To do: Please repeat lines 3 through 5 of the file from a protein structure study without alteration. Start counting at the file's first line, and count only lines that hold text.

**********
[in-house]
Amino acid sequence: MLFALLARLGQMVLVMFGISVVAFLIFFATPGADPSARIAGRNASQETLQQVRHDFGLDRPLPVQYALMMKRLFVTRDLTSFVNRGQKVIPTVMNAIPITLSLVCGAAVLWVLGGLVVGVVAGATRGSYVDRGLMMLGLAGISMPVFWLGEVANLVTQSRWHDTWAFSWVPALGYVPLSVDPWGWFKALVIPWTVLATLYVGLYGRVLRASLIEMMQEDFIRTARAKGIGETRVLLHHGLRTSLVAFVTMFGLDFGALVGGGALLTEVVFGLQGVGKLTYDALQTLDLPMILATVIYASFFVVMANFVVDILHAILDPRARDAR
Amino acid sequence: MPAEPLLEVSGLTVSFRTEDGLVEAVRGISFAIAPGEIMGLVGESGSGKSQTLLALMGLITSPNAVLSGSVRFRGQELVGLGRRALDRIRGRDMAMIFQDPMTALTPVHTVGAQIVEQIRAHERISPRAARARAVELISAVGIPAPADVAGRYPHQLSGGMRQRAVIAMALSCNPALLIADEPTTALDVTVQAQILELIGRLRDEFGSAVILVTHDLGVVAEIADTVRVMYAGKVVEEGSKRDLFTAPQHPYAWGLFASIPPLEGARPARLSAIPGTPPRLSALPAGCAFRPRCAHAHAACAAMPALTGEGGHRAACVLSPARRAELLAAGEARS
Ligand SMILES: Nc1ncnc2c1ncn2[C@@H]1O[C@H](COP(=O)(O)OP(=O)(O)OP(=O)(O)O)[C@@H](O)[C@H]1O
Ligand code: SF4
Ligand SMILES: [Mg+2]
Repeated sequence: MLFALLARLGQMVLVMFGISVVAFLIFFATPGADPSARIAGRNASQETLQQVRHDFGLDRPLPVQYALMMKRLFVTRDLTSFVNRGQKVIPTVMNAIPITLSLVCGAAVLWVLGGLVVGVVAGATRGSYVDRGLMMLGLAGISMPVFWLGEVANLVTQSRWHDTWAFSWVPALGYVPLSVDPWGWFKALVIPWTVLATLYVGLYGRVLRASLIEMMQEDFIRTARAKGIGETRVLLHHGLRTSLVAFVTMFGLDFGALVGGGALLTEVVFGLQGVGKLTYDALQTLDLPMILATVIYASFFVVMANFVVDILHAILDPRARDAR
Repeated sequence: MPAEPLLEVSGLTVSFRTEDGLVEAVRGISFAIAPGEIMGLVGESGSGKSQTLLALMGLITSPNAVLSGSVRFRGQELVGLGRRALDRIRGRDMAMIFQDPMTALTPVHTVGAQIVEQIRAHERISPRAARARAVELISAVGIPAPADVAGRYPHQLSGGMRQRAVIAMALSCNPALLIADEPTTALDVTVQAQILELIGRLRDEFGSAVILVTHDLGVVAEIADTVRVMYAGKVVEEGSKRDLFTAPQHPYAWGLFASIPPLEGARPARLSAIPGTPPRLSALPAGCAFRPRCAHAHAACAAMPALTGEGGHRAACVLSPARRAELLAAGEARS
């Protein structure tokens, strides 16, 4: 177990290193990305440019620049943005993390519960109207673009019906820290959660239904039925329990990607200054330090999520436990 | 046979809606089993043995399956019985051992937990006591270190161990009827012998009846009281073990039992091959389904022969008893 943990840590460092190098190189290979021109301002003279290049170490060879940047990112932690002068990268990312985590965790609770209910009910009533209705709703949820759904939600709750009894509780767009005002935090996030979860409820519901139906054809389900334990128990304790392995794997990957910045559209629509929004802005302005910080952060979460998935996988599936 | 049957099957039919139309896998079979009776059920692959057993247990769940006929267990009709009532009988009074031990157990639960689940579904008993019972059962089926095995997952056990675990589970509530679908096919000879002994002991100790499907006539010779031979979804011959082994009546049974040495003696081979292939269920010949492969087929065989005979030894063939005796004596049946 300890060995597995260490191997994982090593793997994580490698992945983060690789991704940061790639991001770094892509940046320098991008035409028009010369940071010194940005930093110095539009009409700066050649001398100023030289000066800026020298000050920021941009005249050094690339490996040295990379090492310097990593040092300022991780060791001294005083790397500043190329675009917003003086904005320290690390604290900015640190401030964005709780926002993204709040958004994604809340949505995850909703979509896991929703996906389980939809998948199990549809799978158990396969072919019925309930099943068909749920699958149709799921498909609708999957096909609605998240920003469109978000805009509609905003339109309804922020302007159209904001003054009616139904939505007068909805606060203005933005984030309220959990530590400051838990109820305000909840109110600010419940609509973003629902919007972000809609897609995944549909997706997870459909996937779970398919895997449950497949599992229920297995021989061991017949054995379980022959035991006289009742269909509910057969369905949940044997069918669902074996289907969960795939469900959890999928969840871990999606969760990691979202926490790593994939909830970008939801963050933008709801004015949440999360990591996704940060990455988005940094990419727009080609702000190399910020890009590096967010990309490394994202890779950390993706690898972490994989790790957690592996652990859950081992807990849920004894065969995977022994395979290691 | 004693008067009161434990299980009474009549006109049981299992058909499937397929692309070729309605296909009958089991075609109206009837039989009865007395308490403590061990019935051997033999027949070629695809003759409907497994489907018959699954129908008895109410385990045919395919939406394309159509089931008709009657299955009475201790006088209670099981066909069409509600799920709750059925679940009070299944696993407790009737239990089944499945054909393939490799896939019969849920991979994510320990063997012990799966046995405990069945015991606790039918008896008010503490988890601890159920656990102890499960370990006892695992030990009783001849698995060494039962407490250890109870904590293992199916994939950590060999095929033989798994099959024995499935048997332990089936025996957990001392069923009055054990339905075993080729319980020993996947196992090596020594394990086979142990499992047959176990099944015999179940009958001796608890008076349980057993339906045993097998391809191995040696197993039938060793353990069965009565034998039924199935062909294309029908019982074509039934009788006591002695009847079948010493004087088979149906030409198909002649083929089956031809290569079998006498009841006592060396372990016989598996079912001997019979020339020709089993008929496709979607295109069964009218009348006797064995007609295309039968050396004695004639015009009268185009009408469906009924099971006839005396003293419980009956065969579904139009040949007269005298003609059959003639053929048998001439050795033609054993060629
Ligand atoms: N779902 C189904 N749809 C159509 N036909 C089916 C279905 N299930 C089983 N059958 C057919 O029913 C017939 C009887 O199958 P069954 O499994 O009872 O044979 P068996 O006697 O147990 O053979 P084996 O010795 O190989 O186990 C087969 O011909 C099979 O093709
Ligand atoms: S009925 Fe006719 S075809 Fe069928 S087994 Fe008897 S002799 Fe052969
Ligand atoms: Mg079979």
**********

Amino acid sequence: MPAEPLLEVSGLTVSFRTEDGLVEAVRGISFAIAPGEIMGLVGESGSGKSQTLLALMGLITSPNAVLSGSVRFRGQELVGLGRRALDRIRGRDMAMIFQDPMTALTPVHTVGAQIVEQIRAHERISPRAARARAVELISAVGIPAPADVAGRYPHQLSGGMRQRAVIAMALSCNPALLIADEPTTALDVTVQAQILELIGRLRDEFGSAVILVTHDLGVVAEIADTVRVMYAGKVVEEGSKRDLFTAPQHPYAWGLFASIPPLEGARPARLSAIPGTPPRLSALPAGCAFRPRCAHAHAACAAMPALTGEGGHRAACVLSPARRAELLAAGEARS
Ligand SMILES: Nc1ncnc2c1ncn2[C@@H]1O[C@H](COP(=O)(O)OP(=O)(O)OP(=O)(O)O)[C@@H](O)[C@H]1O
Ligand code: SF4